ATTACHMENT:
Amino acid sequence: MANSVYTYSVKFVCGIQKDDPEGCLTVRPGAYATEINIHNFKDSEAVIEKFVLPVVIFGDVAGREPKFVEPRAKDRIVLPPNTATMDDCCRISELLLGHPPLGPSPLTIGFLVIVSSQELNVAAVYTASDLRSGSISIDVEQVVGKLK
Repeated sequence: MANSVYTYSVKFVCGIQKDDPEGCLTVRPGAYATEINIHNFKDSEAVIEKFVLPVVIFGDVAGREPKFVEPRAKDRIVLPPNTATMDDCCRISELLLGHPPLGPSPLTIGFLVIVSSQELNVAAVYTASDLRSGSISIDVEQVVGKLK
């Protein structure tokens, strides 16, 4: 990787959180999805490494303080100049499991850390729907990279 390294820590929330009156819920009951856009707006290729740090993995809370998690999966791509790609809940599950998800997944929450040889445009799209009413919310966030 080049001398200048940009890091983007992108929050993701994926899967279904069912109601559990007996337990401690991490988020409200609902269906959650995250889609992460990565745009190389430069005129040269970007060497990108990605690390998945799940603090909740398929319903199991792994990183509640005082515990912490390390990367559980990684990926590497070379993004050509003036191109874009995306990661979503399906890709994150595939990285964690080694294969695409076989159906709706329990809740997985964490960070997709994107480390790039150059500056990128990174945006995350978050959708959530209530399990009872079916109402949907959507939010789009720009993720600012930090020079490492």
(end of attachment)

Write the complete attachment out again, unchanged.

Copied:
Amino acid sequence: MANSVYTYSVKFVCGIQKDDPEGCLTVRPGAYATEINIHNFKDSEAVIEKFVLPVVIFGDVAGREPKFVEPRAKDRIVLPPNTATMDDCCRISELLLGHPPLGPSPLTIGFLVIVSSQELNVAAVYTASDLRSGSISIDVEQVVGKLK
Repeated sequence: MANSVYTYSVKFVCGIQKDDPEGCLTVRPGAYATEINIHNFKDSEAVIEKFVLPVVIFGDVAGREPKFVEPRAKDRIVLPPNTATMDDCCRISELLLGHPPLGPSPLTIGFLVIVSSQELNVAAVYTASDLRSGSISIDVEQVVGKLK
């Protein structure tokens, strides 16, 4: 990787959180999805490494303080100049499991850390729907990279 390294820590929330009156819920009951856009707006290729740090993995809370998690999966791509790609809940599950998800997944929450040889445009799209009413919310966030 080049001398200048940009890091983007992108929050993701994926899967279904069912109601559990007996337990401690991490988020409200609902269906959650995250889609992460990565745009190389430069005129040269970007060497990108990605690390998945799940603090909740398929319903199991792994990183509640005082515990912490390390990367559980990684990926590497070379993004050509003036191109874009995306990661979503399906890709994150595939990285964690080694294969695409076989159906709706329990809740997985964490960070997709994107480390790039150059500056990128990174945006995350978050959708959530209530399990009872079916109402949907959507939010789009720009993720600012930090020079490492």